Shutdown having 'a rotting effect on morale'
- By Adam Mazmanian
- Jan 09, 2019
Feds are getting a lot of practice at closing up the government, and to some extent they know the drill, according to two veterans of previous shutdowns. However, the current shutdown is drifting into uncharted waters, with agencies having to reconsider their shutdown plans. Additionally, reopening government agencies after a shutdown and picking up required activity from a full stop carries its own set of costs.
After the 16-day shutdown in 2013, officials at the Office of Management and Budget put together a set of procedures for dealing with lapses in appropriations, including requiring shutdown plans from agencies.
Dave Mader, formerly acting deputy director for management at OMB, said he was "struck with how organized his agency was" when it came to executing shutdowns.
"We went through the drill two or three times in my tenure there. What I was pleased with was the fact that they had built a repeatable process. Agencies weren't making things up as they went along," said Mader, who now works at Deloitte as civilian sector chief strategy officer in the firm's government and public services practice.
But OMB's orderly plans are designed for brief shutdowns. If the current partial shutdown endures past a few weeks, agencies are going to have to reconsider their priorities, Mader said.
"There's things you can do if it's going to last a day or two," he said. As a shutdown lingers, Mader said "you need to revisit the decisions you make ... it's a constant re-examination of the critical aspects of your mission and how many people you need to perform those critical missions."
The shutdown also impacts workers as they return from furlough.
"Work is piling up, and that backlog needs to be addressed when the government reopens," said Doug Criscitello, formerly chief financial officer of the Department of Housing and Urban Development and current executive director of the Center for Finance and Policy at the Massachusetts Institute of Technology. "But it's not as if workers are coming back from vacation -- tanned rested and with their batteries recharged. They're coming back from a break, full of anxiety, where their professional value has been called into question by the elected leaders they're intended to serve."
The overall experience has a "rotting effect on morale," Criscitello said. "That is an overarching concern in reopening after a shutdown of significant length -- and I think we're at that point now."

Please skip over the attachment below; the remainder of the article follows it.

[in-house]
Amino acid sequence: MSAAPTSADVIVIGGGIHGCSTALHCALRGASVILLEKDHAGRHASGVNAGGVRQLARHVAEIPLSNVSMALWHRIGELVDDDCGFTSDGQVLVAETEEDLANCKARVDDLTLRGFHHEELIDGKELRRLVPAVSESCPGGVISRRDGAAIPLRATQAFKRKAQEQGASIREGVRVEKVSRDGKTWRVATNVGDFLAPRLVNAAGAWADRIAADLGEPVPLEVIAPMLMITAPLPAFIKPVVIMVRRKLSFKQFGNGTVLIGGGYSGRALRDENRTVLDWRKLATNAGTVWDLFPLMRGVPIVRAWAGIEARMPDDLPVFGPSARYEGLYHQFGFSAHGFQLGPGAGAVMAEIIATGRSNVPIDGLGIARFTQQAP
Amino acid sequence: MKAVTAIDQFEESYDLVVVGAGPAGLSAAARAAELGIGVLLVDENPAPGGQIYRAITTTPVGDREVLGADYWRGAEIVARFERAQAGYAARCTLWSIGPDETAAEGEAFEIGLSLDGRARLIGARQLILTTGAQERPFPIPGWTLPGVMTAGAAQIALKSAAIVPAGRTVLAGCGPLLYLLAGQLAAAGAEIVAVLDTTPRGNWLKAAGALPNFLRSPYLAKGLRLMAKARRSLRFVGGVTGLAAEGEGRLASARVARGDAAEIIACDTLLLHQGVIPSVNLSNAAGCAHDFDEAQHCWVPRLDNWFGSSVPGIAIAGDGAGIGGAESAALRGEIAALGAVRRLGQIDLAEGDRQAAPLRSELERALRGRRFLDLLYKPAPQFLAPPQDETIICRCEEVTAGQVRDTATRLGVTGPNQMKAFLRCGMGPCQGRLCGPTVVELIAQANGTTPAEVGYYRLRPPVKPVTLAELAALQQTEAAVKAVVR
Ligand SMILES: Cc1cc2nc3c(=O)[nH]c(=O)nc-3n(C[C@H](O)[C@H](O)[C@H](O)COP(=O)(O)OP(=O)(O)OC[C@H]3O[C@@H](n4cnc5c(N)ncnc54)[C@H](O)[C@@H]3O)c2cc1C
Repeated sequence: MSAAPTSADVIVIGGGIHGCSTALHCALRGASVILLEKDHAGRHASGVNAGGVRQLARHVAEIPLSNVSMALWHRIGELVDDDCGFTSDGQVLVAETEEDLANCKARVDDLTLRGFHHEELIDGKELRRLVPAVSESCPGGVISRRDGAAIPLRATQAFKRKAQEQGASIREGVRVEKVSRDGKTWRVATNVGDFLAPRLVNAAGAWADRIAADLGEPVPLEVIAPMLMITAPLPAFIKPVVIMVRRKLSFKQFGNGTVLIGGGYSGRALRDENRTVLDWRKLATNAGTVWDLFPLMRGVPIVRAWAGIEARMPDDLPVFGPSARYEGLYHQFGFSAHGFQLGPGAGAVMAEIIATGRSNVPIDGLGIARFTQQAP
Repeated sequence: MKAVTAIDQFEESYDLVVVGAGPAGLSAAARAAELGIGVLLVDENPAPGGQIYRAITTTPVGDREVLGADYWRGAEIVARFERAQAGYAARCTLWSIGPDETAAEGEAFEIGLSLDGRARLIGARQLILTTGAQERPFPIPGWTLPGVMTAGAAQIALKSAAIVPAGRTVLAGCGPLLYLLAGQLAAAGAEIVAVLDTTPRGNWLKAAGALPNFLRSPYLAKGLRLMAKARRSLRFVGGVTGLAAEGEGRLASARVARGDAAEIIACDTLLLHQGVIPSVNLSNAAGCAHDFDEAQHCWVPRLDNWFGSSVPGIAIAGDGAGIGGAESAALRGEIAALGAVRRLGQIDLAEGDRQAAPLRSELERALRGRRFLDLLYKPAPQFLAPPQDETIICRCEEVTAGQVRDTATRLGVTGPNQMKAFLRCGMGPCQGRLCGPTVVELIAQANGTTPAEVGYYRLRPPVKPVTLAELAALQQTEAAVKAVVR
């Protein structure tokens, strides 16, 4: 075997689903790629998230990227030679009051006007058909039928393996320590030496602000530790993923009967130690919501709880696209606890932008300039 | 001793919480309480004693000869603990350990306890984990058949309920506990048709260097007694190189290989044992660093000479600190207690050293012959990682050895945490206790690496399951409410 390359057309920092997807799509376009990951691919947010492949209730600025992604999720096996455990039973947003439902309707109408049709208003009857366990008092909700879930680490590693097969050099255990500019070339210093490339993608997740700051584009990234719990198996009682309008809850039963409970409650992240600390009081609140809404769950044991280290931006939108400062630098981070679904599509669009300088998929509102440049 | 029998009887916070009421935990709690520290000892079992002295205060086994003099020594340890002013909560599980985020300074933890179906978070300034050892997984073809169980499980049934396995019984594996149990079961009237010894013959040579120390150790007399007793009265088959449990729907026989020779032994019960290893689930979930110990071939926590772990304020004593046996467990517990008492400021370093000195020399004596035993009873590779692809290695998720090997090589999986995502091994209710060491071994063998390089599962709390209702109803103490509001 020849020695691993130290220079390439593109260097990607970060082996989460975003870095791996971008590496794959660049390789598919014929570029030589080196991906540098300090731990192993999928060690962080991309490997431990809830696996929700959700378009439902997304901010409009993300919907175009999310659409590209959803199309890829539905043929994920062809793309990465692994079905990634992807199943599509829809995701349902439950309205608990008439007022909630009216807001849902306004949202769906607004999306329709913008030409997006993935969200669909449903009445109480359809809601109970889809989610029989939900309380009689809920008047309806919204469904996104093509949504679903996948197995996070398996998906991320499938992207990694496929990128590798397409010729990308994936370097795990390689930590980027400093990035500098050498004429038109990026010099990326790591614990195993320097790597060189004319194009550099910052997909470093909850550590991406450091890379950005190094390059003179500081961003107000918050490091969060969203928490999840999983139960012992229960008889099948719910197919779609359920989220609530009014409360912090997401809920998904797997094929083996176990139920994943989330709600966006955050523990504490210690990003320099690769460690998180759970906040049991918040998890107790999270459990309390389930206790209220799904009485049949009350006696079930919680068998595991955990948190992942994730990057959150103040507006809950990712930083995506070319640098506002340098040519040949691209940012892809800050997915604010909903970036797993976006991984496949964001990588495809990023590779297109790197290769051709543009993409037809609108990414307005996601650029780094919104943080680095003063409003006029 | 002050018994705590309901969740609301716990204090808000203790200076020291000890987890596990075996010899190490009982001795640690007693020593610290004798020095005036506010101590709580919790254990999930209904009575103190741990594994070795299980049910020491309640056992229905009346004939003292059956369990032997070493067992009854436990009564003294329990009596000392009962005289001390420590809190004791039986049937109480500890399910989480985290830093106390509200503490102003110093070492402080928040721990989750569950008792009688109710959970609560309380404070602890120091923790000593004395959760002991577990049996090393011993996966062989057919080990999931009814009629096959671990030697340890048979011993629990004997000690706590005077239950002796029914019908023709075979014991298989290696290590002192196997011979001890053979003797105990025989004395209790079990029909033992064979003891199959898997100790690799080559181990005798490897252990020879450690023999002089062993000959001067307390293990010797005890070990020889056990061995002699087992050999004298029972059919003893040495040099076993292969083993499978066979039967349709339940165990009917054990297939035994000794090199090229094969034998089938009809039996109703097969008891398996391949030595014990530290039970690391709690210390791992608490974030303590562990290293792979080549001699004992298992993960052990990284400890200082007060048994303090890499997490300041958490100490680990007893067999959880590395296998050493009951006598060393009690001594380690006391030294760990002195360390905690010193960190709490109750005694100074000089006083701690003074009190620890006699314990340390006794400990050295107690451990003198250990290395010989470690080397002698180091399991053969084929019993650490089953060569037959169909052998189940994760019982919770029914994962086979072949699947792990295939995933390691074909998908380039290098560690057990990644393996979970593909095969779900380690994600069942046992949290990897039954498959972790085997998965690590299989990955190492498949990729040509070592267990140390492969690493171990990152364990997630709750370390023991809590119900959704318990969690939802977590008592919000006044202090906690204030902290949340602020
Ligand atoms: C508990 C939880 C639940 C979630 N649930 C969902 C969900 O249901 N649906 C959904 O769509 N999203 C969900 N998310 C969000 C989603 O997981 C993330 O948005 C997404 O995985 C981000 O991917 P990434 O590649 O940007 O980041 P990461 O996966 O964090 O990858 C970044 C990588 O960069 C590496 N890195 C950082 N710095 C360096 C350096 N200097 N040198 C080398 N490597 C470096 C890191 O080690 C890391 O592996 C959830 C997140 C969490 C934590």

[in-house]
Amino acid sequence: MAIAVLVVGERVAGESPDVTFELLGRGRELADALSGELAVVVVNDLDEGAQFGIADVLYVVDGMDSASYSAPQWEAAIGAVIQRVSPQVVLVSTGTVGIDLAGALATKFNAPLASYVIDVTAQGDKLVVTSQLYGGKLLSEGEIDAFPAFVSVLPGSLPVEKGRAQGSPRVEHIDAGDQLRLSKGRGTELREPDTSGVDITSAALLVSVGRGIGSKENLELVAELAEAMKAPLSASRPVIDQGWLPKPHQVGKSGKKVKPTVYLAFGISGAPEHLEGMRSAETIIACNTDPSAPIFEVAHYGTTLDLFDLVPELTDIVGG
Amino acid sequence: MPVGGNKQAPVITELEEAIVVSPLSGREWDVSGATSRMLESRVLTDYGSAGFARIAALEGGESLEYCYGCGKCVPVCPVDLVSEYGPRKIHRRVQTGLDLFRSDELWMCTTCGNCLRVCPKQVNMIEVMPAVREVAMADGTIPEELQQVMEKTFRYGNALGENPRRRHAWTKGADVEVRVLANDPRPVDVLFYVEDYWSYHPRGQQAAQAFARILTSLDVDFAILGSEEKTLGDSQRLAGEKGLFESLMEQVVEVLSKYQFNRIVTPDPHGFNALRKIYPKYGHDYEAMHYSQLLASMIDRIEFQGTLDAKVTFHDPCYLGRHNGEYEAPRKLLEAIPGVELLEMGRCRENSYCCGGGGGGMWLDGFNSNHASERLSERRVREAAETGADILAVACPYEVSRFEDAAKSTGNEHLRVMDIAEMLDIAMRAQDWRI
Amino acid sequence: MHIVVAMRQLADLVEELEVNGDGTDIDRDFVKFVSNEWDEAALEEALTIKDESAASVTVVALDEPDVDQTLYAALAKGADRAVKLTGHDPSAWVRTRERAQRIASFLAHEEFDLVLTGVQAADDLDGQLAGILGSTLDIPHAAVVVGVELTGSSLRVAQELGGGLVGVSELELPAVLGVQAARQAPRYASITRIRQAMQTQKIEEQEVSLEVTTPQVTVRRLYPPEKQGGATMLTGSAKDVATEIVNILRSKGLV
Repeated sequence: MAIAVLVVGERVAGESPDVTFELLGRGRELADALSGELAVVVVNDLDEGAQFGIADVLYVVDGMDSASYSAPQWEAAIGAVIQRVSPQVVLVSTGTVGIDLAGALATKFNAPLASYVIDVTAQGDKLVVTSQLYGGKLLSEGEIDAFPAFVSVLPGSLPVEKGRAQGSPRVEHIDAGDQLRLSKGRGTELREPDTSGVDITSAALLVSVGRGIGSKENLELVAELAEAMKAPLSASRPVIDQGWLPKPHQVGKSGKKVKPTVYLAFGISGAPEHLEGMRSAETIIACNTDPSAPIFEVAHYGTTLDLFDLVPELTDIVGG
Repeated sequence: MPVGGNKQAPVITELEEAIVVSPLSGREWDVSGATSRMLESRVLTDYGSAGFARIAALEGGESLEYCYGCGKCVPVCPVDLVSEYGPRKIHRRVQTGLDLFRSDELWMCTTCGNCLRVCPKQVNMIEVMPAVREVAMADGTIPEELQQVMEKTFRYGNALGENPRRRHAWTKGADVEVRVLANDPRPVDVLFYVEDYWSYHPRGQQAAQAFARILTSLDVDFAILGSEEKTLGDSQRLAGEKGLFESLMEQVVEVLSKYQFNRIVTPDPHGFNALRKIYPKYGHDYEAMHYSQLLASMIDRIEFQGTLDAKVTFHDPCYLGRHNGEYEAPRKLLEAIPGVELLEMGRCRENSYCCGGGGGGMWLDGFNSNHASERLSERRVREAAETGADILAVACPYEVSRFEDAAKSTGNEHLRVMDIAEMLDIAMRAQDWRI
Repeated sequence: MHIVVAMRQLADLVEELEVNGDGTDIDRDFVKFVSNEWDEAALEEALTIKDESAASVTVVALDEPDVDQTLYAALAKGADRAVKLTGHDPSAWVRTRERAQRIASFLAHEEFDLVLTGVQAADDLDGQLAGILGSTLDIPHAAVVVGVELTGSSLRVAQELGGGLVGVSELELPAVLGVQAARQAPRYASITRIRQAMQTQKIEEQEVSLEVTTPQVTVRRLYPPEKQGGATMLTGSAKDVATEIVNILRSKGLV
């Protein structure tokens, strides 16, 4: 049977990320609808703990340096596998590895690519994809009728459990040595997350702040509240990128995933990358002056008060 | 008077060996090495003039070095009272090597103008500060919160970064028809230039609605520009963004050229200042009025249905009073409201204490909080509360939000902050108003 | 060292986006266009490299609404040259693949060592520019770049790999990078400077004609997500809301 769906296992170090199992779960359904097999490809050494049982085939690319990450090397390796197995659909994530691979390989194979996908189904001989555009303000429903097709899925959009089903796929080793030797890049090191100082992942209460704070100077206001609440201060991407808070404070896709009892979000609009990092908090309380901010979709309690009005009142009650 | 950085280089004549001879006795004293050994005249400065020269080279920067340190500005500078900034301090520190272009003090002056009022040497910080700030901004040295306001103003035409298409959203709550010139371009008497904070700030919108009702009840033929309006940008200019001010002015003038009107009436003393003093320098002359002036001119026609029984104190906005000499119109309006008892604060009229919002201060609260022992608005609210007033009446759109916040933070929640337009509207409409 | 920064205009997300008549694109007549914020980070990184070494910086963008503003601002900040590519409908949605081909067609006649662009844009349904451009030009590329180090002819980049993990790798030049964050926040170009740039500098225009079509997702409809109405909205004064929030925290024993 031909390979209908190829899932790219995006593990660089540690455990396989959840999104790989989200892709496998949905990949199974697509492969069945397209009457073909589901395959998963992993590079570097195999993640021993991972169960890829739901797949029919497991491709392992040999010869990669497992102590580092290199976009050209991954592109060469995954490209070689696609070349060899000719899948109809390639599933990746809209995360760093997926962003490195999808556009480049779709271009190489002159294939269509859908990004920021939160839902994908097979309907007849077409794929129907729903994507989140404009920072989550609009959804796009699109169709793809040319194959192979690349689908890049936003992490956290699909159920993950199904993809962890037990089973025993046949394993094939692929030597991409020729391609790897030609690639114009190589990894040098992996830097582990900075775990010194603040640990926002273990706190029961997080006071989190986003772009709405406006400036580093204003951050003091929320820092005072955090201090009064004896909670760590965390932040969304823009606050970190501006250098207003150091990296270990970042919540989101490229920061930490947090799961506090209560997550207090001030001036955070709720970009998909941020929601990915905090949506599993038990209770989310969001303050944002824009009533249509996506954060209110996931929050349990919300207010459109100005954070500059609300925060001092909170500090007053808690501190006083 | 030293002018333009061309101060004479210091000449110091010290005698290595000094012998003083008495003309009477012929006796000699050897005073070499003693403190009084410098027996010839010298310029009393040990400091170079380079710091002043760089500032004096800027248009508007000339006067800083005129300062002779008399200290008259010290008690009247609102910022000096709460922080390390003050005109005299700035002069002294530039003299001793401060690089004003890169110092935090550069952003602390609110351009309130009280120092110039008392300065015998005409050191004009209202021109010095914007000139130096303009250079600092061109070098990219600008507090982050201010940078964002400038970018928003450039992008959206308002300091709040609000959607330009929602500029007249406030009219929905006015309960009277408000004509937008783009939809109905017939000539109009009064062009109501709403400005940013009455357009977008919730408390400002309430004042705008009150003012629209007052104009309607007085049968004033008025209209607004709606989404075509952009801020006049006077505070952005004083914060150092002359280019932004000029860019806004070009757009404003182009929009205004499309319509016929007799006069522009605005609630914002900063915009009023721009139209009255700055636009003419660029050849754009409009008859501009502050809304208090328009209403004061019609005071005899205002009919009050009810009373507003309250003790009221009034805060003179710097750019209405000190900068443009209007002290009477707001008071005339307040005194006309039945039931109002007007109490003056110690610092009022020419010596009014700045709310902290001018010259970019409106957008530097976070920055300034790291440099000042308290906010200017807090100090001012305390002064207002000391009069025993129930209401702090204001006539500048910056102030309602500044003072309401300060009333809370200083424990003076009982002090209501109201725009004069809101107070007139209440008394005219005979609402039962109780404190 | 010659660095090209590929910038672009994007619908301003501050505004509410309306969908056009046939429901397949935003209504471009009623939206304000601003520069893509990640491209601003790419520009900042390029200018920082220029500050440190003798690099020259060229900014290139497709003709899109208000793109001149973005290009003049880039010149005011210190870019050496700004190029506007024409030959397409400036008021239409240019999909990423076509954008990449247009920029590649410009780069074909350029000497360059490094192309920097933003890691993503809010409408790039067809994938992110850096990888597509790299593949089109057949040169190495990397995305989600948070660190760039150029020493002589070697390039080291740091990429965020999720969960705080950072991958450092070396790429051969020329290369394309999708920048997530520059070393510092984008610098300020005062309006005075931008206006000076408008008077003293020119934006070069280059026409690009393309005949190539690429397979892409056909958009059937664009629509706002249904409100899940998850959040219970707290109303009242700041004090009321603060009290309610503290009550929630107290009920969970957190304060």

Another big concern for the future is the president's 2020 budget submission, which is due in the first week of February and almost guaranteed to be late at this point, with much of OMB's career staff on furlough.
A late budget submission isn't extraordinary, but a prolonged delay has an impact on future plans said Criscitello, who served in a career post at OMB and worked on many budgets.
"The nitty-gritty budgetary calculations of what it takes to operate agencies [produced by OMB] is really the starting point" for budget negotiations, Criscitello said. "Even if the House and Senate develop their own budget proposals, their starting point is the financial information provided by OMB. Without that, you can't really get started in an informed way," he said.
"The already dysfunctional budget process will break down just as its getting started. Not only did the 2019 process fail but we may be undermining the 2020 process," Criscitello said.
Mader pointed out that there's unfinished business at OMB for 2019 funding, with the passage into law of seven appropriations needed to end the current standoff.
"Once there's a resolution for this, then the OMB budget examiners are going to have to kick into high gear and do apportionment for the agencies for 2019, because we're three months into the current fiscal year," Mader said.
The shuttered agencies will also face problems getting their contractor workforces and procurement activities restarted.
"It's not as simple as a light switch to get everything going again," Criscitello said.